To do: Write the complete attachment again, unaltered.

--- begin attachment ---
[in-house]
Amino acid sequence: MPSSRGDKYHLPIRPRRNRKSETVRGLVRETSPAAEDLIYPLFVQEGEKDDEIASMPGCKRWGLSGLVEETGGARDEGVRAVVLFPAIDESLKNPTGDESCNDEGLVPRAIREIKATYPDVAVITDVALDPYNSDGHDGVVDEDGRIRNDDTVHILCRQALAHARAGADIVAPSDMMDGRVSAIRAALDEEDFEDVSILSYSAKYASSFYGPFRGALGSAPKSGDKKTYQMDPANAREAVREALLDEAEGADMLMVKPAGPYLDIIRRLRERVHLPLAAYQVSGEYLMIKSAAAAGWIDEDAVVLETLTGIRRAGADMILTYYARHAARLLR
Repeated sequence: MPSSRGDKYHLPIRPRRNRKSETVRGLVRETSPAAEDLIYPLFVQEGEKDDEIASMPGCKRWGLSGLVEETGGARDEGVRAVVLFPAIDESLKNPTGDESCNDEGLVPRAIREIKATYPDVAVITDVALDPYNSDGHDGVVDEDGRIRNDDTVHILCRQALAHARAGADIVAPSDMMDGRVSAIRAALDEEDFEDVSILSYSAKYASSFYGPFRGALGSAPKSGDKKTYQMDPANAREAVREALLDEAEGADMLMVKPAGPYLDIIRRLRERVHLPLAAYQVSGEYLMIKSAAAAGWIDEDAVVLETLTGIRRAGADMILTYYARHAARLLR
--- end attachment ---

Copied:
[in-house]
Amino acid sequence: MPSSRGDKYHLPIRPRRNRKSETVRGLVRETSPAAEDLIYPLFVQEGEKDDEIASMPGCKRWGLSGLVEETGGARDEGVRAVVLFPAIDESLKNPTGDESCNDEGLVPRAIREIKATYPDVAVITDVALDPYNSDGHDGVVDEDGRIRNDDTVHILCRQALAHARAGADIVAPSDMMDGRVSAIRAALDEEDFEDVSILSYSAKYASSFYGPFRGALGSAPKSGDKKTYQMDPANAREAVREALLDEAEGADMLMVKPAGPYLDIIRRLRERVHLPLAAYQVSGEYLMIKSAAAAGWIDEDAVVLETLTGIRRAGADMILTYYARHAARLLR
Repeated sequence: MPSSRGDKYHLPIRPRRNRKSETVRGLVRETSPAAEDLIYPLFVQEGEKDDEIASMPGCKRWGLSGLVEETGGARDEGVRAVVLFPAIDESLKNPTGDESCNDEGLVPRAIREIKATYPDVAVITDVALDPYNSDGHDGVVDEDGRIRNDDTVHILCRQALAHARAGADIVAPSDMMDGRVSAIRAALDEEDFEDVSILSYSAKYASSFYGPFRGALGSAPKSGDKKTYQMDPANAREAVREALLDEAEGADMLMVKPAGPYLDIIRRLRERVHLPLAAYQVSGEYLMIKSAAAAGWIDEDAVVLETLTGIRRAGADMILTYYARHAARLLR